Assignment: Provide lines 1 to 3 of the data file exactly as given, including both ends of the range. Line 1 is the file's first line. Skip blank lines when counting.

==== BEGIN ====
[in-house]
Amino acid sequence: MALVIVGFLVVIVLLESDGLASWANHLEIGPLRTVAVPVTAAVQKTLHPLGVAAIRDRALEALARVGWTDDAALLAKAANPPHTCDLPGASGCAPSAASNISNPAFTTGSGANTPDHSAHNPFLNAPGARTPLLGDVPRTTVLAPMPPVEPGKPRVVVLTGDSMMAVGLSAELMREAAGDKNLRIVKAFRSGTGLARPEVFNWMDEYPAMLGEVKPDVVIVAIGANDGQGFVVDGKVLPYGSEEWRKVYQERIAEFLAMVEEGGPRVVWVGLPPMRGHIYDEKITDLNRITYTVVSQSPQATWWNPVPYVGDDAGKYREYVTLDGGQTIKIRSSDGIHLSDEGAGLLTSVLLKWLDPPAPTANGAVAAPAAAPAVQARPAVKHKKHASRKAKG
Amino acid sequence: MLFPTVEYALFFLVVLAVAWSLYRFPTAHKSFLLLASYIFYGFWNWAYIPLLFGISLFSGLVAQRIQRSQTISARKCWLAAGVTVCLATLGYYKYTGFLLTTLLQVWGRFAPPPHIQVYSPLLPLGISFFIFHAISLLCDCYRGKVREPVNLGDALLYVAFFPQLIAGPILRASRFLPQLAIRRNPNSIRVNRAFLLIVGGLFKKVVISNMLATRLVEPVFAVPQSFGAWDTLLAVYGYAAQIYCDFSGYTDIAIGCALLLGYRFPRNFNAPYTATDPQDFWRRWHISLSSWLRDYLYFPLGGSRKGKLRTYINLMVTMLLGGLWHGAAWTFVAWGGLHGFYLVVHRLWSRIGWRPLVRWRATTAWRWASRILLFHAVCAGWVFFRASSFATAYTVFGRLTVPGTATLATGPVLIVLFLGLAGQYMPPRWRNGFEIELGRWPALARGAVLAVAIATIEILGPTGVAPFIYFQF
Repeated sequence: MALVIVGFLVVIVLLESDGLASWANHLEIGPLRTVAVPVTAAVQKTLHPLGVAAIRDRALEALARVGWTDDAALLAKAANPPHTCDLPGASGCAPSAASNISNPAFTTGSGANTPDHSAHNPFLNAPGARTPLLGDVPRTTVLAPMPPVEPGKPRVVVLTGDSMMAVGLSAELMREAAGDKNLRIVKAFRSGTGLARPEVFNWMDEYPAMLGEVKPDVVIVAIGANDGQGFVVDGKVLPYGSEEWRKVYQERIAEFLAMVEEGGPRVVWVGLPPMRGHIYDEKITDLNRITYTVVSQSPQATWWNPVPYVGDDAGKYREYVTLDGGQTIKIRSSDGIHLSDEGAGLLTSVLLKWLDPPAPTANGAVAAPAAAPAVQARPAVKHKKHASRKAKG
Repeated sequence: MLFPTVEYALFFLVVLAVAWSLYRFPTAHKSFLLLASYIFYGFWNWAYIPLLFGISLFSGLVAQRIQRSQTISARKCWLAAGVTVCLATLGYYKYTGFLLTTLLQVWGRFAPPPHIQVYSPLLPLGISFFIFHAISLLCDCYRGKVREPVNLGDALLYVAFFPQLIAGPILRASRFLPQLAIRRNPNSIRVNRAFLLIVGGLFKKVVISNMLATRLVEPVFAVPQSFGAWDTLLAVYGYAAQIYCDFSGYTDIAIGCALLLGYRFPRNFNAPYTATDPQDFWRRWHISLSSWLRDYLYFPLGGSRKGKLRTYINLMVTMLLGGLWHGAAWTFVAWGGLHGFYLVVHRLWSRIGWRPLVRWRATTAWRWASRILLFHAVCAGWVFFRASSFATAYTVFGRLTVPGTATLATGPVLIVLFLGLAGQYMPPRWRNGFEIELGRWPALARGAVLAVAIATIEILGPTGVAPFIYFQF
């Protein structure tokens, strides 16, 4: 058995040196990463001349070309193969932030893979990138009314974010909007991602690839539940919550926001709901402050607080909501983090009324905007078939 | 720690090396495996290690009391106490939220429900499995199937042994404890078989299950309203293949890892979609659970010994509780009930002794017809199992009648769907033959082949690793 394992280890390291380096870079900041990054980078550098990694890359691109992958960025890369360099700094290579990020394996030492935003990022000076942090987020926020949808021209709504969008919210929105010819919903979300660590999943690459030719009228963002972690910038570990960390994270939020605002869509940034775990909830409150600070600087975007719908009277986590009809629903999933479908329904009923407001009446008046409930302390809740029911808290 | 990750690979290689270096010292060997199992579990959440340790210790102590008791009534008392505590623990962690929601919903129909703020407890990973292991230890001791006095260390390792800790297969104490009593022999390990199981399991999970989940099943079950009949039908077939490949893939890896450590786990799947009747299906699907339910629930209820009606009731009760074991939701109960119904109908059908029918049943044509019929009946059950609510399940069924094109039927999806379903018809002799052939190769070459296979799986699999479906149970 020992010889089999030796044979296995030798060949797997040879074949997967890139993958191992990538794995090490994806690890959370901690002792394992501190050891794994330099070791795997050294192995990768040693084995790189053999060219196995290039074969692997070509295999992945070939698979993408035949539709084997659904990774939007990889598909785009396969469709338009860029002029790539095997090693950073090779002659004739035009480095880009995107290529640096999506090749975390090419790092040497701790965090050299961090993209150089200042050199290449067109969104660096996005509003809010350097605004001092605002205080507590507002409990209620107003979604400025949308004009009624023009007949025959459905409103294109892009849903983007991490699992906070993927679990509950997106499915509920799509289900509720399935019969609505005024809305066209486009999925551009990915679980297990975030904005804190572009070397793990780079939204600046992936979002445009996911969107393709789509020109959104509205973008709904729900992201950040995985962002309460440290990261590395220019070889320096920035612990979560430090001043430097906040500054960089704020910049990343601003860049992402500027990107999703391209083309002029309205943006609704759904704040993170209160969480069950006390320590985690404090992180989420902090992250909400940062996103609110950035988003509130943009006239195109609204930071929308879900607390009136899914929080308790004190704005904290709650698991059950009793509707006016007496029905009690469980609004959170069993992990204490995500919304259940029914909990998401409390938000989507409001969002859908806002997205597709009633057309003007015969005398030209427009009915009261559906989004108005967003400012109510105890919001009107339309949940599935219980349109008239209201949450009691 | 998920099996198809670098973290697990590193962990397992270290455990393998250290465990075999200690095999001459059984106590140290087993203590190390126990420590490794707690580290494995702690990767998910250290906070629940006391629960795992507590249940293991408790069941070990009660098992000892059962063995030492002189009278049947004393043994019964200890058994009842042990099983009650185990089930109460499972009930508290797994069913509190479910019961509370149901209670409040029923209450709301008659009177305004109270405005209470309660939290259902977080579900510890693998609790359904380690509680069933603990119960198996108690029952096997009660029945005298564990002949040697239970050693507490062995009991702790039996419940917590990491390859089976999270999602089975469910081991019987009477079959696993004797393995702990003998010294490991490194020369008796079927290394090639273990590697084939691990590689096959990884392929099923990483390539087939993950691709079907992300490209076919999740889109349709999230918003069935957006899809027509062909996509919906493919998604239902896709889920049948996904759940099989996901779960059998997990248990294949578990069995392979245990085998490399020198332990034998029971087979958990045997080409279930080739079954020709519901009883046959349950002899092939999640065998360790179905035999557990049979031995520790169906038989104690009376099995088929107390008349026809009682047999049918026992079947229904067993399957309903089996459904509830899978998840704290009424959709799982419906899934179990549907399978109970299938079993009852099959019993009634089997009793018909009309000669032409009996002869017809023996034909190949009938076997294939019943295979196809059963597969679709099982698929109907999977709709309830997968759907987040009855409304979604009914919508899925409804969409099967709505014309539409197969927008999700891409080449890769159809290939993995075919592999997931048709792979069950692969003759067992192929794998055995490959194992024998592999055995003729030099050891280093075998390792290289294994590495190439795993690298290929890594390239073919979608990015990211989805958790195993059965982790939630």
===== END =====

[in-house]
Amino acid sequence: MALVIVGFLVVIVLLESDGLASWANHLEIGPLRTVAVPVTAAVQKTLHPLGVAAIRDRALEALARVGWTDDAALLAKAANPPHTCDLPGASGCAPSAASNISNPAFTTGSGANTPDHSAHNPFLNAPGARTPLLGDVPRTTVLAPMPPVEPGKPRVVVLTGDSMMAVGLSAELMREAAGDKNLRIVKAFRSGTGLARPEVFNWMDEYPAMLGEVKPDVVIVAIGANDGQGFVVDGKVLPYGSEEWRKVYQERIAEFLAMVEEGGPRVVWVGLPPMRGHIYDEKITDLNRITYTVVSQSPQATWWNPVPYVGDDAGKYREYVTLDGGQTIKIRSSDGIHLSDEGAGLLTSVLLKWLDPPAPTANGAVAAPAAAPAVQARPAVKHKKHASRKAKG
Amino acid sequence: MLFPTVEYALFFLVVLAVAWSLYRFPTAHKSFLLLASYIFYGFWNWAYIPLLFGISLFSGLVAQRIQRSQTISARKCWLAAGVTVCLATLGYYKYTGFLLTTLLQVWGRFAPPPHIQVYSPLLPLGISFFIFHAISLLCDCYRGKVREPVNLGDALLYVAFFPQLIAGPILRASRFLPQLAIRRNPNSIRVNRAFLLIVGGLFKKVVISNMLATRLVEPVFAVPQSFGAWDTLLAVYGYAAQIYCDFSGYTDIAIGCALLLGYRFPRNFNAPYTATDPQDFWRRWHISLSSWLRDYLYFPLGGSRKGKLRTYINLMVTMLLGGLWHGAAWTFVAWGGLHGFYLVVHRLWSRIGWRPLVRWRATTAWRWASRILLFHAVCAGWVFFRASSFATAYTVFGRLTVPGTATLATGPVLIVLFLGLAGQYMPPRWRNGFEIELGRWPALARGAVLAVAIATIEILGPTGVAPFIYFQF